Now I know that if I ever stopped doing this work it won't be due to impostor syndrome because I don't feel like an impostor anymore. I thought my differences in background, thought, and perspective made me an impostor, but they are actually the things that make me stand out in the best way. People seek my counsel now because of my differences. My differences are dope. They are my magic.
I know that’s right! Trust your dopeness, always. Tell us about a time you failed or something didn’t go according to plan, what did you learn from that experience?
Whew. I don't even know where to start. I talked about a major obstacle in Vol. 142 of my newsletter. That's as good as an answer as any. I learned to never give up on myself.
One of my favorite issues to date. I really appreciate your courageous vulnerability! What keeps you going when you feel like giving up?
I think a lot about my little sister. She's turning 14 this year and I know she watches me. If I give up on myself then it's like giving her permission to give up on herself and I just can't do that. I have to continue to shine my light so girls like her can see it, so girls like my 14-year-old self can see it.
I love that! Big sisters for the win. What are you most proud of in your career or personal life thus far?
The fact that I am where I am in this very moment. Living life as a pretty free black woman. I have the freedom to choose what I want to do, when I want to do it, and how. Sure, I work a corporate job and have bills to pay, but this job affords me the freedom to do things like travel, eat what I want, and live in my own apartment. I used to think of this life as a box, but it was my mind that was in a box. I'm choosing to reframe things. I'm truly blessed to be living in this moment. My 14-year-old self would be happy. I know my sister is happy for me.
And I’m beyond happy for you, too! What do you like to do when you’re not working?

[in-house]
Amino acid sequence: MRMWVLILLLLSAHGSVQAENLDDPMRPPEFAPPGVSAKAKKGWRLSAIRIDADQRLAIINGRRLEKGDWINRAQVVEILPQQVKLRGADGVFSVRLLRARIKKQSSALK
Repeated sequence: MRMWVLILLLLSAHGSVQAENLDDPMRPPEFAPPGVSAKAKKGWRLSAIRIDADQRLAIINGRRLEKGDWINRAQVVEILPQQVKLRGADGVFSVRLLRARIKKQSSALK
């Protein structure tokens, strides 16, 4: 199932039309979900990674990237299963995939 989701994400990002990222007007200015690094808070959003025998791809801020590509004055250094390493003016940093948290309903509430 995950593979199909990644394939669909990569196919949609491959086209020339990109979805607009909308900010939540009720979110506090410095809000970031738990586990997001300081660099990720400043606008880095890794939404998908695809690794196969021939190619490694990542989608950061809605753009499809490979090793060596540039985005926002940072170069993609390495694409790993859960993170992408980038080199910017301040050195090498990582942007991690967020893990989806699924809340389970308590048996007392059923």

My newsletter is fun to me. It's in no way my full-time gig, so it's something I choose to do when I'm not working. I do a lot of things for fun outside of that. Some of the quirkier things include my weird obsession with watching and reading content about scammers.
I don't know what it is, but I was totally intrigued by the Anna Delvy story as well as the whole Frye Festival debacle. They are wild to me! Life is stranger than fiction. On that note, I also enjoy reading autobiographies. I recommend reading Rita Moreno's as well as Pam Grier's and Eartha Kitt's (fun fact: my cat is named Eartha). I'm currently listening to the audiobook of Becoming and also own the hard copy.
Me, too! I didn’t want it to end, especially the audiobook. It was like story time with Michelle. Last, but not least, what advice would you give your 25-year-old self?
I moved to New York when I was 25-years-old, so, wow. I would tell her to stop running and face herself. Think about what it is that she wants and to work on re-framing how she sees things. I would tell her to take more time to pause and chill. I would tell her that even though you feel out of sorts about multiple things that you will work it all out because "you got this, sis."